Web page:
Many businesses exist on the Outer Banks solely because of the wind, and Kitty Hawk Kites is the prime example of that. Founder John Harris established his hang-gliding school here for the same reasons the Wright brothers conducted flying experiments here: wind and dunes, which, he points out, were created by wind. “Wind is a huge factor in making the Outer Banks the recreation mecca that it is,” Harris says. “And to our business in particular, wind is at the core of our success every day.” Everything they offer, from hang-gliding and kiteboarding to kite-flying and boating, depends on the wind. Harris likes to note that without wind the Outer Banks wouldn’t be even here. “If you take the 30,000-foot view,” he says, “wind with sediment from Chesapeake Bay created the Outer Banks in the first place.”
Amy and Brian Klauser, owners of OceanAir Sports in Avon, are two other Outer Bankers who make a living off the wind. To offer their kiteboarding and windsurfing lessons on Pamlico Sound, southwest winds at 10 to 15 mph are the perfect conditions. And that’s great because July, when most of the people who need lessons are in town, consistently offers those conditions. But not this year. 2018 was an anomaly, offering northeast and southeast winds almost all month. Since weather is not dependable, diversification is the key at OceanAir Sports. This July’s conditions were perfect for Amy to teach SUP yoga and for them to rent kayaks, paddleboards and Jet skis.
“Our business revolves around the weather, so we are constantly looking at wind readings and apps and forecasts,” Brian says. “Almost every customer who walks through the door wants to know what it’s doing and what it’s going to do tomorrow, next week or next month. I’m constantly thinking about it because the speed and direction set the tone for what we’ve got going on every day.”
Bob Chestnut, owner of Ride the Wind Surf Shop in Ocracoke, thinks about wind too, and not always in a good way. “If the wind blows, no people come,” he says, fresh off Hurricane Florence with N.C. 12 closed due to ocean overwash and the Hatteras ferry not running. “Too much northeast wind messes up our road and access. The wind is the first thing we think about every day. Are the ferries going to run? Are people going to be able to get here? The wind affects the livelihood of the whole island.”
Everyone cannot be happy at once when it comes to wind. In stark contrast to those whose vacations are spoiled by too much wind – fishing trips canceled, red flags flying, umbrellas upended – there are those who come to the Outer Banks specifically for the wind, kiteboarders, windsurfers and hang gliders among them. For these people, hard-earned vacations are ruined by a lack of wind. For every surfer craving an offshore wind, there’s a fisherman wishing for an onshore wind. Yet when a gale- or hurricane-force wind blows, we all come together in the hope that it’s short-lived and non-damaging. And as everyone knows, on the Outer Banks it won’t be long until the wind switches again.
Most everyone on the Outer Banks has their favorite wind conditions, the perfect wind setup for their activities and vocations. We asked a few locals to share theirs.
Jerry Slayton, surfer, Nags Head:
I like a nor’easter for three days and then a shift to the southwest. That’s ideal. Cleans up the surf and makes it nice.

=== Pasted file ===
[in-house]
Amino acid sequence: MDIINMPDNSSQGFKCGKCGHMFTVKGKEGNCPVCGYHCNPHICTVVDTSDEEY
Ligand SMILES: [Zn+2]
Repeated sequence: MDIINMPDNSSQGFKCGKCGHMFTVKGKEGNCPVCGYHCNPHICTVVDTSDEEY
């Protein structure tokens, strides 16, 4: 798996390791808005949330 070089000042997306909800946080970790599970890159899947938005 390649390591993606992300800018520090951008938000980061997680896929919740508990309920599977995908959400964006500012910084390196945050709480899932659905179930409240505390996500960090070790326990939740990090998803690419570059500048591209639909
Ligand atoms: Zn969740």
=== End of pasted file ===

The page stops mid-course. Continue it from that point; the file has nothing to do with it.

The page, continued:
Bob Chestnut, surfer, Ocracoke:
Northwest. Our whole beach faces southeast, so northwest wind is offshore. Offshore winds hold the wave faces
John Silver, commercial fisherman, Wanchese:
Anything but southeast. Northwest wind is my favorite; it’s best for comfort and fishing. A hard wind shift is really good for fishing too.
Brian Klauser, kiteboarder, Avon:
I love strong northeast wind, 20 to 30 mph, at the lighthouse in Buxton. In those conditions I’ll lock the door at the shop and go.
John Harris, hang-gliding school owner, Nags Head:
Ideal for us is 10 to 15 mph out of the northeast or east.
Ryan Rhodes, kayak fisherman and surfer, northern Outer Banks:
Light east or southeast because it makes for clear and slick water. In fishing, southwest is southworst, but the waveriding part of me likes a light southwest.
Dave Elder, lifeguard, Kill Devil Hills:
Personally, I like winds from the north/northeast because the water is warm and clear and the air is cool and less humid. Professionally, we like onshore winds (northeast or southeast). Offshore winds have us chasing floats and rescuing paddleboarders.
Pam Malec, spearfisher and scuba diver, northern Outer Banks:
I want it to be light east, 0 to 5 mph. That direction pushes the warm Gulf Stream waters closer, and the light wind makes for light waves, which means the best visibility.
Georgia Beach, seaglass seeker, northern Outer Banks:
I love to go looking right after a hard northeast wind.
Vic Berg, waterfowl hunter, around Oregon Inlet:
Heavy nor’easter up to 40 and 45 or more, but 25 to 30 is the best. A nor’easter means weather is deteriorating and ducks get wound up. That’s when the weather’s just ducky.
Capt. Mark Fann, offshore charter captain, Wanchese:
A stable southeast is best. It helps set up the weed lines. Slick calm is the worst, it’s good for boating but not fishing. You need something to give a chop on the water.
Brian Patteson, seabird charter captain, Hatteras:
Shifting winds. Too much of the same wind is no good for us, particularly a long run of southwest. We need light to moderate easterlies to give us the most diversity of birds because they come in from hundreds of miles offshore.
Mike Preziotti, pier fisherman, Jennette’s Pier, Nags Head:
My favorite is a little bit of northeast, east-northeast about 10 to 15 mph, for puppy drum and flounder. For trout I want a southwest wind. When I wade in the sound, I want a west or southwest wind.
Amy Klauser, SUP yoga instructor, Nags Head:
Light winds out of the east are perfect.